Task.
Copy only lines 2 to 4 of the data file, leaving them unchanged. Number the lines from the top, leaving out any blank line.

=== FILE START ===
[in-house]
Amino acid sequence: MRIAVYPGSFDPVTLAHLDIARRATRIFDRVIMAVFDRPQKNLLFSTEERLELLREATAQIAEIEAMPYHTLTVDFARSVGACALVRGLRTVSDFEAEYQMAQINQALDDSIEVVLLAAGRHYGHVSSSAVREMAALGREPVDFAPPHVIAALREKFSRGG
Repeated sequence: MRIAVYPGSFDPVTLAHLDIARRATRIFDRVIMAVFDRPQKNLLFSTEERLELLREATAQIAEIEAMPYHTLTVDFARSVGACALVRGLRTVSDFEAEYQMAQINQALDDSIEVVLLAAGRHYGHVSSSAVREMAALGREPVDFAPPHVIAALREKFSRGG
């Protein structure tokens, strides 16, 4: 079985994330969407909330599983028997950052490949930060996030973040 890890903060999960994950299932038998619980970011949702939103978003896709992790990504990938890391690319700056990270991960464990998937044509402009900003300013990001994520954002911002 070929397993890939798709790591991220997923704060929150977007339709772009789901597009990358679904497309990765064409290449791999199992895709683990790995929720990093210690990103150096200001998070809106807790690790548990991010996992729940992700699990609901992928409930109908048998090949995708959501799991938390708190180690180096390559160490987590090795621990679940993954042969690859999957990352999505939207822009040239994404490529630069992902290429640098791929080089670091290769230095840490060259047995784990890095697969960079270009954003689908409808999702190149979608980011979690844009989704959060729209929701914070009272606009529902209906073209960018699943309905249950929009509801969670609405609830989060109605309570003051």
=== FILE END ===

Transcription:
Amino acid sequence: MRIAVYPGSFDPVTLAHLDIARRATRIFDRVIMAVFDRPQKNLLFSTEERLELLREATAQIAEIEAMPYHTLTVDFARSVGACALVRGLRTVSDFEAEYQMAQINQALDDSIEVVLLAAGRHYGHVSSSAVREMAALGREPVDFAPPHVIAALREKFSRGG
Repeated sequence: MRIAVYPGSFDPVTLAHLDIARRATRIFDRVIMAVFDRPQKNLLFSTEERLELLREATAQIAEIEAMPYHTLTVDFARSVGACALVRGLRTVSDFEAEYQMAQINQALDDSIEVVLLAAGRHYGHVSSSAVREMAALGREPVDFAPPHVIAALREKFSRGG
């Protein structure tokens, strides 16, 4: 079985994330969407909330599983028997950052490949930060996030973040 890890903060999960994950299932038998619980970011949702939103978003896709992790990504990938890391690319700056990270991960464990998937044509402009900003300013990001994520954002911002 070929397993890939798709790591991220997923704060929150977007339709772009789901597009990358679904497309990765064409290449791999199992895709683990790995929720990093210690990103150096200001998070809106807790690790548990991010996992729940992700699990609901992928409930109908048998090949995708959501799991938390708190180690180096390559160490987590090795621990679940993954042969690859999957990352999505939207822009040239994404490529630069992902290429640098791929080089670091290769230095840490060259047995784990890095697969960079270009954003689908409808999702190149979608980011979690844009989704959060729209929701914070009272606009529902209906073209960018699943309905249950929009509801969670609405609830989060109605309570003051």